Meanwhile, in the kitchen, Daniel, originally from Poland, helps Marija learn to cook. He’s got an amazing story and is clearly a grafter. He’s ambitious and want to be an assistant manager.

Marija goes back to the board, claiming brunette is best and puts forward her proposed changes.

She promises to revamp all the tired restaurants, make sure there is decent equipment and show more appreciation to their people., as she says: “Without them we wouldn’t have a business.”

It’s quite moving actually seeing her say “We’re not going to ask you to work in those conditions anymore.”

Kelly the manager is first in on the reveal and although Marija can’t promise her the branch is secure, she promises to commit to her and asks her to help from the menu development team. The crazy maze-restaurant gets a refurb pronto, and Daniel gets a promotion. Hooray!

Ashleigh doesn’t come to the reveal because, clever girl, (we like the 22 year old HR pro), she’s worked it out. It was the accent, and the questions. Marija gets her involved in starting HR and training as a central team to make it better for all.

You get the impression of a company which has been through the mill but that this new CEO is ready to start again and build, using solid human resources as a base. As ever, although it is usually good coverage for business, this episode of Undercover Boss brings the fish n’ chip chain into a very good light with the direct and focussed CEO. I'm genuinely rooting for them.

Tags:

Related content

Replies (7)

Please login or register to join the discussion.

avatar
By [email protected]
30th Jul 2010 16:45

Did you notice the lack of proper catering headgear - thought the CEos hair was going to get fried with the chips at one point!!!

Thanks (0)
avatar
By Charlie Duff
03rd Aug 2010 11:37

Just shows I am too used to working in an office and not a food environment, well spotted! Crispy fried perm, anyone?

I thought she was quite ballsy - I was pretty impressed!

Thanks (0)
avatar
By jkchapman
03rd Aug 2010 16:13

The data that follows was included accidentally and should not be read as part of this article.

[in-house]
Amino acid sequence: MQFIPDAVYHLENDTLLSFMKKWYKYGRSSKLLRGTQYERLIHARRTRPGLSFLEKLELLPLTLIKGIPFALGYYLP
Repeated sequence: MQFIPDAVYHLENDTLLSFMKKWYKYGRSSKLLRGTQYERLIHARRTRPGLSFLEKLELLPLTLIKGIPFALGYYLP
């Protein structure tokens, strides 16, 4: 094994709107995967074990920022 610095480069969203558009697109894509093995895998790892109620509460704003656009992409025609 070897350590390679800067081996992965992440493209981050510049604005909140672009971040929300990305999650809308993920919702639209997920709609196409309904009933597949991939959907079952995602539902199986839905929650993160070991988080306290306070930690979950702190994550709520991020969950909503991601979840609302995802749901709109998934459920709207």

The programme was as much a comment about the senior management team as about the workforce.  Who has been responsible for maintenance in the past, and why have so many requests for equipment repairs gone unheeded?

And when one of the Directors says, "We don't know what is wrong with the brand", it just made me wonder why he had never gone out into the marketplace and restaurants to find out.

Perhaps they could develop a new twist to the programme. 

Thanks (0)
avatar
By glynlumley
03rd Aug 2010 17:39

 Charlie - good post. I've put a cross reference to it at my blog post on the same subject. http://bit.ly/am1VDf Regards Glyn

 

Thanks (0)
avatar
By Charlie Duff
04th Aug 2010 09:08

They were on the verge of giving up in that strange ex-sea museum place, weren't they? It was sad to see the manager's reaction to the disrepair, she looked exhausted.

As I said that comment grated with me, although I know they were about to start looking into it.

I thought it was the most interesting episode so far though - what about you?

 

Thanks (0)
avatar
By ianprice
04th Aug 2010 09:37

I found this episode unsatisfying in the same way as the last episode - nothing like the feeling I have after a good helping of cod and chips! All the people turn out to be great - it's just that the previous management has let everybody down...

What was missing of course was the boardroom questioning of whomever had line responsibility for getting the chip fryers repaired when the branch had been asking repeatedly. It just feels like very selective personal encounters packaged up into a form of "journey" for entertainment.

Thanks (0)
avatar
By Charlie Duff
04th Aug 2010 15:12

Thanks Ian

I agree - you make a valid point which could be applied to all the episodes: I believe they have a certain amount of editorial control with the production company. And no one wants to look bad, but it needs to be a good watch too: maybe they exaggerated how clueless they were to make it look better in the end? I almost hope so!

I was a bit won over by it though, and thought the CEO was definitely a force for good. It certainly looked like a challenge!

 

Thanks (0)